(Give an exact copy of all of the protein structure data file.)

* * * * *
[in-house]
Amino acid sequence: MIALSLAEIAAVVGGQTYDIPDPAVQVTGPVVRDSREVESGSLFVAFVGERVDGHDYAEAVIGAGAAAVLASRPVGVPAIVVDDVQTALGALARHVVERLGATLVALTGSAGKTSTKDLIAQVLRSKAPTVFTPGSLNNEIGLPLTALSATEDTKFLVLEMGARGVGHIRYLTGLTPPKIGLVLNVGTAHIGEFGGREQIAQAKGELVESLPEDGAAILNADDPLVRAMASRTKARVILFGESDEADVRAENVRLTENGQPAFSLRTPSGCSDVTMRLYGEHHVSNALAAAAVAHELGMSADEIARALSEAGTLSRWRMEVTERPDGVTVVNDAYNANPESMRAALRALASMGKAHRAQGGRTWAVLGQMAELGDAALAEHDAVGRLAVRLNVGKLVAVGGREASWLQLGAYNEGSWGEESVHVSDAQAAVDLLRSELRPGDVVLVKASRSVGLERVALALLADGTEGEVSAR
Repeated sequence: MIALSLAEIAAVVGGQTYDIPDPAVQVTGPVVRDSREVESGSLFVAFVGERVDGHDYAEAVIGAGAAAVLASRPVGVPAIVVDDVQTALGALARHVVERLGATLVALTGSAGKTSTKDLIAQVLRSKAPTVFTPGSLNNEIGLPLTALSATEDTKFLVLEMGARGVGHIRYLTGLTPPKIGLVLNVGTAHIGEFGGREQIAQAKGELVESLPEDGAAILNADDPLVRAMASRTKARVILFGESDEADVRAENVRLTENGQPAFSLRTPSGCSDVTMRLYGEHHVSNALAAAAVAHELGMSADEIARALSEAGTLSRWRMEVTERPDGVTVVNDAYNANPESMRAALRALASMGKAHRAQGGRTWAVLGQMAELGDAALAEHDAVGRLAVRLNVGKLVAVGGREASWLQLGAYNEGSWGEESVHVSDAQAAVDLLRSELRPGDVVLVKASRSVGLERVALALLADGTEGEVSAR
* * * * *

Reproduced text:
[in-house]
Amino acid sequence: MIALSLAEIAAVVGGQTYDIPDPAVQVTGPVVRDSREVESGSLFVAFVGERVDGHDYAEAVIGAGAAAVLASRPVGVPAIVVDDVQTALGALARHVVERLGATLVALTGSAGKTSTKDLIAQVLRSKAPTVFTPGSLNNEIGLPLTALSATEDTKFLVLEMGARGVGHIRYLTGLTPPKIGLVLNVGTAHIGEFGGREQIAQAKGELVESLPEDGAAILNADDPLVRAMASRTKARVILFGESDEADVRAENVRLTENGQPAFSLRTPSGCSDVTMRLYGEHHVSNALAAAAVAHELGMSADEIARALSEAGTLSRWRMEVTERPDGVTVVNDAYNANPESMRAALRALASMGKAHRAQGGRTWAVLGQMAELGDAALAEHDAVGRLAVRLNVGKLVAVGGREASWLQLGAYNEGSWGEESVHVSDAQAAVDLLRSELRPGDVVLVKASRSVGLERVALALLADGTEGEVSAR
Repeated sequence: MIALSLAEIAAVVGGQTYDIPDPAVQVTGPVVRDSREVESGSLFVAFVGERVDGHDYAEAVIGAGAAAVLASRPVGVPAIVVDDVQTALGALARHVVERLGATLVALTGSAGKTSTKDLIAQVLRSKAPTVFTPGSLNNEIGLPLTALSATEDTKFLVLEMGARGVGHIRYLTGLTPPKIGLVLNVGTAHIGEFGGREQIAQAKGELVESLPEDGAAILNADDPLVRAMASRTKARVILFGESDEADVRAENVRLTENGQPAFSLRTPSGCSDVTMRLYGEHHVSNALAAAAVAHELGMSADEIARALSEAGTLSRWRMEVTERPDGVTVVNDAYNANPESMRAALRALASMGKAHRAQGGRTWAVLGQMAELGDAALAEHDAVGRLAVRLNVGKLVAVGGREASWLQLGAYNEGSWGEESVHVSDAQAAVDLLRSELRPGDVVLVKASRSVGLERVALALLADGTEGEVSAR